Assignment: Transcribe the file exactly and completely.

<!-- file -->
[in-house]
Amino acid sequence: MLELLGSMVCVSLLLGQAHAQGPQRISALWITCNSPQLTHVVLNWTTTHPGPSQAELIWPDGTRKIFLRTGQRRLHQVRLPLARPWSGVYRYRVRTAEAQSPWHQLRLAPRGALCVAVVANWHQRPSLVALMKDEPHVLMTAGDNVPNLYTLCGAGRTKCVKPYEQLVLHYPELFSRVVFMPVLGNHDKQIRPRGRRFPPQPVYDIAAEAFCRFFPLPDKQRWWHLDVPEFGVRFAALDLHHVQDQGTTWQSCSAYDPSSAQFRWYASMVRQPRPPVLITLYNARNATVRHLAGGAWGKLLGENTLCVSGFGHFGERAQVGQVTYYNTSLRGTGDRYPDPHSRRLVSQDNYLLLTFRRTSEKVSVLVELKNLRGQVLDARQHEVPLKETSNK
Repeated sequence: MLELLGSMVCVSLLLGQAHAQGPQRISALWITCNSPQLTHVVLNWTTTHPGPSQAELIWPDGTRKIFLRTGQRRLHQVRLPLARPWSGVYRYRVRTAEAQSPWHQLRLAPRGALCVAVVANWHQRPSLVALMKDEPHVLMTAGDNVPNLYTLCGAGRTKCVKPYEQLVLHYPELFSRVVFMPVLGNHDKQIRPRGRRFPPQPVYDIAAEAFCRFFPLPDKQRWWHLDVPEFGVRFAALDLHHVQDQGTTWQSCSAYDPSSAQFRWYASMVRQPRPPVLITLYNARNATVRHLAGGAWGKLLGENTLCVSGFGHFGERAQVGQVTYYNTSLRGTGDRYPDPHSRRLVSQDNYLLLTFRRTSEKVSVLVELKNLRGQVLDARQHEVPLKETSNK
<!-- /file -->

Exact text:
[in-house]
Amino acid sequence: MLELLGSMVCVSLLLGQAHAQGPQRISALWITCNSPQLTHVVLNWTTTHPGPSQAELIWPDGTRKIFLRTGQRRLHQVRLPLARPWSGVYRYRVRTAEAQSPWHQLRLAPRGALCVAVVANWHQRPSLVALMKDEPHVLMTAGDNVPNLYTLCGAGRTKCVKPYEQLVLHYPELFSRVVFMPVLGNHDKQIRPRGRRFPPQPVYDIAAEAFCRFFPLPDKQRWWHLDVPEFGVRFAALDLHHVQDQGTTWQSCSAYDPSSAQFRWYASMVRQPRPPVLITLYNARNATVRHLAGGAWGKLLGENTLCVSGFGHFGERAQVGQVTYYNTSLRGTGDRYPDPHSRRLVSQDNYLLLTFRRTSEKVSVLVELKNLRGQVLDARQHEVPLKETSNK
Repeated sequence: MLELLGSMVCVSLLLGQAHAQGPQRISALWITCNSPQLTHVVLNWTTTHPGPSQAELIWPDGTRKIFLRTGQRRLHQVRLPLARPWSGVYRYRVRTAEAQSPWHQLRLAPRGALCVAVVANWHQRPSLVALMKDEPHVLMTAGDNVPNLYTLCGAGRTKCVKPYEQLVLHYPELFSRVVFMPVLGNHDKQIRPRGRRFPPQPVYDIAAEAFCRFFPLPDKQRWWHLDVPEFGVRFAALDLHHVQDQGTTWQSCSAYDPSSAQFRWYASMVRQPRPPVLITLYNARNATVRHLAGGAWGKLLGENTLCVSGFGHFGERAQVGQVTYYNTSLRGTGDRYPDPHSRRLVSQDNYLLLTFRRTSEKVSVLVELKNLRGQVLDARQHEVPLKETSNK